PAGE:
Memorable Lines: George Orwell
“Good-bye,” Bingo’s parting smile seemed to say; “it’s not worth quarrelling now. You haven’t made much of a success of your time at Crossgates, have you? And I don’t suppose you’ll get on awfully well at a public school either. We made a mistake, really, in wasting our time and money on you. This kind of education hasn’t much to offer to a boy with your background and outlook. Oh, don’t think we don’t understand you! We know all about those ideas you have at the back of your head, we know you disbelieve in everything we’ve taught you, and we know you aren’t in the least grateful for all we’ve done for you. But there’s no use in bringing it all up now. We aren’t responsible for you any longer, and we shan’t be seeing you again. Let’s just admit that you’re one of our failures and part without ill feeling. And so, good-bye.”
That at least was what I read into her face. And yet how happy I was, that winter morning, as the train bore me away with the gleaming new silk tie round my neck! The world was opening before me, just a little, like a grey sky which exhibits a narrow crack of blue. A public school would be better fun than Crossgates but at bottom equally alien. In a world where the prime necessitities were money, titled relatives, athleticism, tailor-made clothes, neatly brushed hair, a charming smile, I was no good. All I had gained was breathing-space. A little quietude, a little self-indulgence, a little respite from cramming – and then, ruin. What kind of ruin I did not know: perhaps the colonies or an office stool, perhaps prison or an early death. But first a year or two in which one could “slack off” and get the benefit of one’s sins, like Doctor Faustus. It is the advantage of being thirteen that you can not only live in the moment, but do so with full consciousness, foreseeing the future and yet not caring about it.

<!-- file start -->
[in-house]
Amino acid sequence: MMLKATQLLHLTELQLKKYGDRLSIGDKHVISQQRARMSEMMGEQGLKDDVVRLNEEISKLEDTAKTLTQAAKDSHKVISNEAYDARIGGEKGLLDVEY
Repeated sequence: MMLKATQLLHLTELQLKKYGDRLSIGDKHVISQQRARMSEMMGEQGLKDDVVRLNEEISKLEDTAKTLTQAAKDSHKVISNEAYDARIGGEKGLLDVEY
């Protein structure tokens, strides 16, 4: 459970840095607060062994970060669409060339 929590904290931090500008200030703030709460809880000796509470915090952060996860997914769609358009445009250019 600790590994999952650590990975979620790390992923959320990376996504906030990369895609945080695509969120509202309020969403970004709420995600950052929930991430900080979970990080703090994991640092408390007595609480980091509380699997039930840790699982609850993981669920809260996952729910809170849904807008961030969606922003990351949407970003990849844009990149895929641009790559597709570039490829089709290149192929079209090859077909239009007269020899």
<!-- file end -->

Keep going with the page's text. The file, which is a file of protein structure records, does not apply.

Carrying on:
– George Orwell, from “Such, Such Were the Joys.”